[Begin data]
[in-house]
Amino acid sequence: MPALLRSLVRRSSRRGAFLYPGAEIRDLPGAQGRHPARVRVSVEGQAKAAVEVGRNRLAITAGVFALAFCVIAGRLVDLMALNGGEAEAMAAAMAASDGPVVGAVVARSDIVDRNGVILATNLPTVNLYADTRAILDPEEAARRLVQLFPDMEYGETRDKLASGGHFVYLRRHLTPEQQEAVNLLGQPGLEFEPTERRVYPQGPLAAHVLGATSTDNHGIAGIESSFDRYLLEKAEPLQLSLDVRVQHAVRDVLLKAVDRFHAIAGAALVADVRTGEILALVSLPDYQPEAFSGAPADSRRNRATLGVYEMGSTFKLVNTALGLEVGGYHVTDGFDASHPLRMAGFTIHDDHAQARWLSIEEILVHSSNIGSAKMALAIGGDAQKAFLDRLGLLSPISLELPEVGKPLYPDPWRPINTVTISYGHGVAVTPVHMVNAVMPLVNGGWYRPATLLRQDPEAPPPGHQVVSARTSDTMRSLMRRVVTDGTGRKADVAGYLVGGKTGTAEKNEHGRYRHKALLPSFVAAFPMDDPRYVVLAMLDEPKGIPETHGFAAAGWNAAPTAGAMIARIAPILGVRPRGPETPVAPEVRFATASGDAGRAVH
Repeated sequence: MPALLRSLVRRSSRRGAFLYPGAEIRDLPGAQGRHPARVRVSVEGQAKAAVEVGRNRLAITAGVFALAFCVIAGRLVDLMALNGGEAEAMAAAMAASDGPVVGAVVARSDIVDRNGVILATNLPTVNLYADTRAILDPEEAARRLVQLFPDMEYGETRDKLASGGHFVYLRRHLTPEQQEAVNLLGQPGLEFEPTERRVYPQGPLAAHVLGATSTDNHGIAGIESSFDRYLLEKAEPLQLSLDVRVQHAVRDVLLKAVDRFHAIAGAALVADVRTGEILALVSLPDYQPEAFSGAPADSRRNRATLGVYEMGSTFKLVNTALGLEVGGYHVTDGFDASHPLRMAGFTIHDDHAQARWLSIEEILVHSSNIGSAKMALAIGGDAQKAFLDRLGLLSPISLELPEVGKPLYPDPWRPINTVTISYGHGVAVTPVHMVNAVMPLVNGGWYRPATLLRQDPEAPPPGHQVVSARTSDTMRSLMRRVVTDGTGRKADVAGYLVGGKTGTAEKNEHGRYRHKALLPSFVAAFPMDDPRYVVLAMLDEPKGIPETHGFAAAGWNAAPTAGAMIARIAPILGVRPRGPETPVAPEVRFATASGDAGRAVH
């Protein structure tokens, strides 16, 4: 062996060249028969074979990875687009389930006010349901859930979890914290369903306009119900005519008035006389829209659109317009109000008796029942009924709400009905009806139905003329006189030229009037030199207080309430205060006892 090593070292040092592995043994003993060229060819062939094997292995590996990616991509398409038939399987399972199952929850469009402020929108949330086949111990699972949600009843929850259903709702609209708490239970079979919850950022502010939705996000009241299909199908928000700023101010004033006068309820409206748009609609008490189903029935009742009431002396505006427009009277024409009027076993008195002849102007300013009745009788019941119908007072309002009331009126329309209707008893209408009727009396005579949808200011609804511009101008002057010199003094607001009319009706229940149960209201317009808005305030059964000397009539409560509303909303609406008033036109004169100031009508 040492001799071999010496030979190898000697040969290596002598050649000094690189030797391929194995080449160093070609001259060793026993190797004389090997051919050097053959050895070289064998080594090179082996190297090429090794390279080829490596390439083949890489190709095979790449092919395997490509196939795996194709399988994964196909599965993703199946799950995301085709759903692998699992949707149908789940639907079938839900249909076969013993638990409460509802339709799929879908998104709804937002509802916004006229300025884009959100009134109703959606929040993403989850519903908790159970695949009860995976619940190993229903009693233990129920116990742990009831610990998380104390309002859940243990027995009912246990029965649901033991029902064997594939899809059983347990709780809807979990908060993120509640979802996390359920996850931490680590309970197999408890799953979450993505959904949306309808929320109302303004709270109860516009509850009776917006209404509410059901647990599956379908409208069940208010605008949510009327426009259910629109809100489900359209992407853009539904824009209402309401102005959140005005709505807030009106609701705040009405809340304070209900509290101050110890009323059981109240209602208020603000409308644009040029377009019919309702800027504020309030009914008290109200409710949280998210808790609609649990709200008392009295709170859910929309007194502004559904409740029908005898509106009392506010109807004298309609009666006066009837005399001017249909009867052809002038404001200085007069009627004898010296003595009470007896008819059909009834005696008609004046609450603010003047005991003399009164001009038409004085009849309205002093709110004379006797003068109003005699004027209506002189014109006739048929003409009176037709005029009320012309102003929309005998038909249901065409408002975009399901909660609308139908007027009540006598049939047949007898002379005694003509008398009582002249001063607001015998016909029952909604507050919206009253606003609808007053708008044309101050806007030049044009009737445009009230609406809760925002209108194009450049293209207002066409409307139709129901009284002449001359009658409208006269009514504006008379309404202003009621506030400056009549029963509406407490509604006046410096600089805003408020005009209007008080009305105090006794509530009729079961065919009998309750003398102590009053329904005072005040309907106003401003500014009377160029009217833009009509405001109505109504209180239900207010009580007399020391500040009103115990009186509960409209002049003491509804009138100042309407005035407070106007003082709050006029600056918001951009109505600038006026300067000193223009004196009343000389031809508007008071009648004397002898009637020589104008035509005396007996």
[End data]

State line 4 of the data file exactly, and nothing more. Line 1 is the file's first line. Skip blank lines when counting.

């Protein structure tokens, strides 16, 4: 062996060249028969074979990875687009389930006010349901859930979890914290369903306009119900005519008035006389829209659109317009109000008796029942009924709400009905009806139905003329006189030229009037030199207080309430205060006892 090593070292040092592995043994003993060229060819062939094997292995590996990616991509398409038939399987399972199952929850469009402020929108949330086949111990699972949600009843929850259903709702609209708490239970079979919850950022502010939705996000009241299909199908928000700023101010004033006068309820409206748009609609008490189903029935009742009431002396505006427009009277024409009027076993008195002849102007300013009745009788019941119908007072309002009331009126329309209707008893209408009727009396005579949808200011609804511009101008002057010199003094607001009319009706229940149960209201317009808005305030059964000397009539409560509303909303609406008033036109004169100031009508 040492001799071999010496030979190898000697040969290596002598050649000094690189030797391929194995080449160093070609001259060793026993190797004389090997051919050097053959050895070289064998080594090179082996190297090429090794390279080829490596390439083949890489190709095979790449092919395997490509196939795996194709399988994964196909599965993703199946799950995301085709759903692998699992949707149908789940639907079938839900249909076969013993638990409460509802339709799929879908998104709804937002509802916004006229300025884009959100009134109703959606929040993403989850519903908790159970695949009860995976619940190993229903009693233990129920116990742990009831610990998380104390309002859940243990027995009912246990029965649901033991029902064997594939899809059983347990709780809807979990908060993120509640979802996390359920996850931490680590309970197999408890799953979450993505959904949306309808929320109302303004709270109860516009509850009776917006209404509410059901647990599956379908409208069940208010605008949510009327426009259910629109809100489900359209992407853009539904824009209402309401102005959140005005709505807030009106609701705040009405809340304070209900509290101050110890009323059981109240209602208020603000409308644009040029377009019919309702800027504020309030009914008290109200409710949280998210808790609609649990709200008392009295709170859910929309007194502004559904409740029908005898509106009392506010109807004298309609009666006066009837005399001017249909009867052809002038404001200085007069009627004898010296003595009470007896008819059909009834005696008609004046609450603010003047005991003399009164001009038409004085009849309205002093709110004379006797003068109003005699004027209506002189014109006739048929003409009176037709005029009320012309102003929309005998038909249901065409408002975009399901909660609308139908007027009540006598049939047949007898002379005694003509008398009582002249001063607001015998016909029952909604507050919206009253606003609808007053708008044309101050806007030049044009009737445009009230609406809760925002209108194009450049293209207002066409409307139709129901009284002449001359009658409208006269009514504006008379309404202003009621506030400056009549029963509406407490509604006046410096600089805003408020005009209007008080009305105090006794509530009729079961065919009998309750003398102590009053329904005072005040309907106003401003500014009377160029009217833009009509405001109505109504209180239900207010009580007399020391500040009103115990009186509960409209002049003491509804009138100042309407005035407070106007003082709050006029600056918001951009109505600038006026300067000193223009004196009343000389031809508007008071009648004397002898009637020589104008035509005396007996």